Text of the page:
Charles Zukoski Ph.D.

Zukoski, Charles
Position Department / Business Unit
William H. and Janet G. Lycan Professor; Vice Chancellor for Research, UIUC Department of Chemical and Biomolecular Engineering
Institution Disciplines
University of Illinois at Urbana-Champaign Mathematics Nanostructures
City State / Provence
Urbana Illinois
Country Website
U.S.A. link
(217) 333-5052

William H. and Janet G. Lycan Professor Vice Chancellor for Research, UIUC

Suspensions of small (0.05-10 micrometers) particles are commonly used in materials processing operations where rapid solids transport and large surface areas are required. These colloidal particles have applications in a wide range of fields including drilling muds, paints, cements, emulsions, and ceramics. Despite their diverse forms, the properties of these suspensions are linked by a common underlying physical chemistry. The research carried out by my group concentrates on understanding the relationships between surface physical chemistry and the material properties of colloidal suspensions. Particular attention is paid to methods of manipulating interparticle forces to alter particle and suspension properties.

Currently we are studying the properties of saturated and partially saturated granular materials. Issues of significance are how particle interactions control the microstructure within sheared and compacting slurries and how these forces are manifested in crack formation in drying slurries. These problems arise in diverse applications such as ceramic fabrication, production of photonic band gap materials, and coatings on paper used for inkjet printing. How stress develops and is propagated in stable and aggregated suspensions and the long-range effects of container walls in controlling stress transfer are questions we investigate.

In a second series of problems, we are concerned with phase behavior of nanoparticle suspensions. Altering the strength of particle interactions and their concentration results in fluid/fluid, fluid/solid, and gel transitions. Each of these transitions has its applications. We are studying the role of the strength and range of the particle interaction potential in controlling which transition takes place. One application of these ideas lies in the formation of responsive fluids where prominently sensitive polymers are used to alter the state of the suspension. A second application is understanding the crystallization of globular macromolecules of biological significance. Here we are developing methods of rapidly locating solution conditions that give rise to protein or RNA crystals. This research leads us into detailed studies of how to characterize the strength of nanoparticle interactions on samples containing a few microliters and to developing microfluidic devices where rapid solution screens can be carried out on small amounts of material. We investigate how the formation of x-ray quality crystals is influenced by the strength of interactions and how additives alter rates of nucleation and growth at a fixed supersaturation.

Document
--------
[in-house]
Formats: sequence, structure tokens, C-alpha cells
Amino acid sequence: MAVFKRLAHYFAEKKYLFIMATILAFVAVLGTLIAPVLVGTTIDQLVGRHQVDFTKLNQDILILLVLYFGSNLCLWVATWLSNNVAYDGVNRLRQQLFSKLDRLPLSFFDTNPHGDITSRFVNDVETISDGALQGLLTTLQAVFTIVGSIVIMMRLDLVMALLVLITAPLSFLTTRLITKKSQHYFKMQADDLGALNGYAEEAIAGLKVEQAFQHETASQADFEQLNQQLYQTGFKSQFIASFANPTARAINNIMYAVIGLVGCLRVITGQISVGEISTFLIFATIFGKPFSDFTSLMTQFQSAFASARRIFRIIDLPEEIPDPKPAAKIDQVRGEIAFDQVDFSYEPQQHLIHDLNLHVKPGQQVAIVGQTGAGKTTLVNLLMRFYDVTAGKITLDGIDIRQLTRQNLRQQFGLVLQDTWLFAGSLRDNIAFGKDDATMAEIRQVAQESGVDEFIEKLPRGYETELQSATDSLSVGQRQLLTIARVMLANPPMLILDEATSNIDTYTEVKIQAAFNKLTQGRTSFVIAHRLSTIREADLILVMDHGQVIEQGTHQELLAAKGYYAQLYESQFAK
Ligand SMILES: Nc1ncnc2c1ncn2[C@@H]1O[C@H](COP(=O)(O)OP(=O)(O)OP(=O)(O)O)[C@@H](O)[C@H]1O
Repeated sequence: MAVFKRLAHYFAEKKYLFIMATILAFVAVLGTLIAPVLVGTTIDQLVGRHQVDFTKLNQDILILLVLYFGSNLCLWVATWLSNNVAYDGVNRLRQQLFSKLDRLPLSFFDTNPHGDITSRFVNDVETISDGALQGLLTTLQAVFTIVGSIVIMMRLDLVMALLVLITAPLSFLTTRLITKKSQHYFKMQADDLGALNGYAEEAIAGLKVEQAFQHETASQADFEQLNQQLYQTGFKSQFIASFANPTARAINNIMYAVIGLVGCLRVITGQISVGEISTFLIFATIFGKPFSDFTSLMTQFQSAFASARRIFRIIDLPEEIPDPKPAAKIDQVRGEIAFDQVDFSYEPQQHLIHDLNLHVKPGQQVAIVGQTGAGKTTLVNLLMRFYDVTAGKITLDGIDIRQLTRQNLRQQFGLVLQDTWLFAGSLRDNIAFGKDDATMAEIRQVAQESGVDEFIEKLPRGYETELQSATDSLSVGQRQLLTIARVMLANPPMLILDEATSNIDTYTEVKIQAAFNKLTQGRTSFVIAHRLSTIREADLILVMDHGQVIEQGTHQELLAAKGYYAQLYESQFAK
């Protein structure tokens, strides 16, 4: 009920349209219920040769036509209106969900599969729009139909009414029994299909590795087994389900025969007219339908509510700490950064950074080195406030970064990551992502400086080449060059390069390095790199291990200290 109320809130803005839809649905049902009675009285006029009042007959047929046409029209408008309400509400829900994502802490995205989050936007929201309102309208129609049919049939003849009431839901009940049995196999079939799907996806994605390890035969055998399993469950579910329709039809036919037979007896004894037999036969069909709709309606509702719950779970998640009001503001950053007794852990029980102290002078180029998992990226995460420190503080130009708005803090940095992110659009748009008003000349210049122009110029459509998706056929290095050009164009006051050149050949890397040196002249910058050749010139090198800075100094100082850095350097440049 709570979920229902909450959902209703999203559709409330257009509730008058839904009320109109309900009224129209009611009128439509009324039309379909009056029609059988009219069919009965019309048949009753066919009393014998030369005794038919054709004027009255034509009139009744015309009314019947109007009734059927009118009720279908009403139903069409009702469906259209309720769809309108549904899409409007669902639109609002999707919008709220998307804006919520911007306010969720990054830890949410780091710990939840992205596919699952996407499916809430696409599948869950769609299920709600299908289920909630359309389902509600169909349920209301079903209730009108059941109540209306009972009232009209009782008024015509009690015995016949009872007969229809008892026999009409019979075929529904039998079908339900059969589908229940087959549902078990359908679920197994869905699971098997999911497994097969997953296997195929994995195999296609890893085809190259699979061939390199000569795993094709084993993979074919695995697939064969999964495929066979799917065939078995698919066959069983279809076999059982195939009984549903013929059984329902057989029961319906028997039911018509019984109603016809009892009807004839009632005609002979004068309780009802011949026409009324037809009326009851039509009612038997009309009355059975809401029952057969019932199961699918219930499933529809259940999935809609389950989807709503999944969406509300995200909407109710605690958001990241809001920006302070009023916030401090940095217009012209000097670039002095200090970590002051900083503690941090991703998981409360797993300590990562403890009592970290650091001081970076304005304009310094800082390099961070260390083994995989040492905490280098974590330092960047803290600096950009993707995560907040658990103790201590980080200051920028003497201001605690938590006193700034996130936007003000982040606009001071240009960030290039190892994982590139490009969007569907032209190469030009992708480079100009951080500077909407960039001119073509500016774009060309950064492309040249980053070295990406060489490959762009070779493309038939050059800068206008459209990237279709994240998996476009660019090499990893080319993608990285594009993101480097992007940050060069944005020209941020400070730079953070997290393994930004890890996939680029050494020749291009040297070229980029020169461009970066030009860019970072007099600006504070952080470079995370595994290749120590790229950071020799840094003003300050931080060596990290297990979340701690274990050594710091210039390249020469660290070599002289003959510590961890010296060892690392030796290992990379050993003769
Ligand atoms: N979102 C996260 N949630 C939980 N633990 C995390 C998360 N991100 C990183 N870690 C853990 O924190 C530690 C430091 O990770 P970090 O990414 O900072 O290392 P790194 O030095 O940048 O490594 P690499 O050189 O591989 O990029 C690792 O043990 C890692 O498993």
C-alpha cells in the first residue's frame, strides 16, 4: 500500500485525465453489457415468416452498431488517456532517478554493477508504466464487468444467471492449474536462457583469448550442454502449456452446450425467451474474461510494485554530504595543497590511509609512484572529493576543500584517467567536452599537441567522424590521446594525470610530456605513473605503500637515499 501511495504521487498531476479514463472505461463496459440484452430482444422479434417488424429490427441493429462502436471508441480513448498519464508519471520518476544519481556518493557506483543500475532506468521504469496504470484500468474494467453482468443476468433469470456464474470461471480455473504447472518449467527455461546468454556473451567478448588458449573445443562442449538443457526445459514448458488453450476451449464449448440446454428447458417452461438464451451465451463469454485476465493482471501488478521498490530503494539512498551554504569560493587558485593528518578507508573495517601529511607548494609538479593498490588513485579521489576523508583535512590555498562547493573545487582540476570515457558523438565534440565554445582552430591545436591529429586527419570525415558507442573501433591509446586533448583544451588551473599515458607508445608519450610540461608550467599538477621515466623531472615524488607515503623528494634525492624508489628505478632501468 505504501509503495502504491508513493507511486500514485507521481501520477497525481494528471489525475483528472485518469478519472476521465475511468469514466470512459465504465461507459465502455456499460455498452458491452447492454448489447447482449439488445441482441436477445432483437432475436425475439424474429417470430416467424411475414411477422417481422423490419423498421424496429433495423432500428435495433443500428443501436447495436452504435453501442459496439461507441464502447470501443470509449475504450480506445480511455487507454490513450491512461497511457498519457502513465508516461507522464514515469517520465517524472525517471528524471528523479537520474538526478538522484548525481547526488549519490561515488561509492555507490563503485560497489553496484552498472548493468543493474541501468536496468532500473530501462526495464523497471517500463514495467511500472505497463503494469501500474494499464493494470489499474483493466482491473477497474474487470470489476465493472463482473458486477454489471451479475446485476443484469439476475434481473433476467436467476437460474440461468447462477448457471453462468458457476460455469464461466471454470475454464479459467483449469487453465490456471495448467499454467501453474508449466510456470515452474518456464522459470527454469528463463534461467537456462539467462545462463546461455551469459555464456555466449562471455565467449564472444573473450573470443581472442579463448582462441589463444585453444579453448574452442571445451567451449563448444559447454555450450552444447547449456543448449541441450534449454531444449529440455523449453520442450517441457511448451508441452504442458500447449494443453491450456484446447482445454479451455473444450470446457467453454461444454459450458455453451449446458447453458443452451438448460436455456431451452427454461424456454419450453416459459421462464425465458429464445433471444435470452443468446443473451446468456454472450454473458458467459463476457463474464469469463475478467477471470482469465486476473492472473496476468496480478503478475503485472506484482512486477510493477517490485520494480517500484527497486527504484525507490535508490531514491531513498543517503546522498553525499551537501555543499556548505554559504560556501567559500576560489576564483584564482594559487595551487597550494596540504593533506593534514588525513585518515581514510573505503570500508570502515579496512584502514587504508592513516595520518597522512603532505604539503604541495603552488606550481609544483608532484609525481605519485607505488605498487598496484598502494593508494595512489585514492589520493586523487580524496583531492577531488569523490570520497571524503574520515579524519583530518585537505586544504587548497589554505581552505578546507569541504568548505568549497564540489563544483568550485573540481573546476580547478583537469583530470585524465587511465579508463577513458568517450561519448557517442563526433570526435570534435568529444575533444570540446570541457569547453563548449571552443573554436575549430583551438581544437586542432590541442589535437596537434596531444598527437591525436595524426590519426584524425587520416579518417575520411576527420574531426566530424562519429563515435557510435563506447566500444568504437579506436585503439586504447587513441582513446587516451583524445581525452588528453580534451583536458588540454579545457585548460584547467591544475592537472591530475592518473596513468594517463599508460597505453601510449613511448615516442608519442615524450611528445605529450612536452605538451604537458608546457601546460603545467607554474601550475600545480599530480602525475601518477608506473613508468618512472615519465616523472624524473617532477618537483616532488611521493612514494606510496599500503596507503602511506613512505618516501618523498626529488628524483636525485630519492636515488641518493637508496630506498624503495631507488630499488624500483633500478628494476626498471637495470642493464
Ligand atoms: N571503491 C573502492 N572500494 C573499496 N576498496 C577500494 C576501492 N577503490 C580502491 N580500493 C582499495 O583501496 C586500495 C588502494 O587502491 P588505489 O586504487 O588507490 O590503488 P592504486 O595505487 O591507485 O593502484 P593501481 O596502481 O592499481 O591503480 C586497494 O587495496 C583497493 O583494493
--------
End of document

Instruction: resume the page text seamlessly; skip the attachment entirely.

B.A., Reed College, 1977; Ph.D., Princeton University, 1984


  • NSF Presidential Young Investigator Award, 1986
  • Fulbright Scholar, Department of Applied Mathematics, University of Melbourne, 1992
  • Ralph K. Iler Award in the Chemistry of Colloidal Materials, ACS, 1997
  • Alpha Chi Sigma Award, AIChE, 2002


Dekker Encyclopedia of Nanoscience and Nanotechnology

Important Articles

Phase Behavior of Nanoparticle Suspensions

By this Researcher

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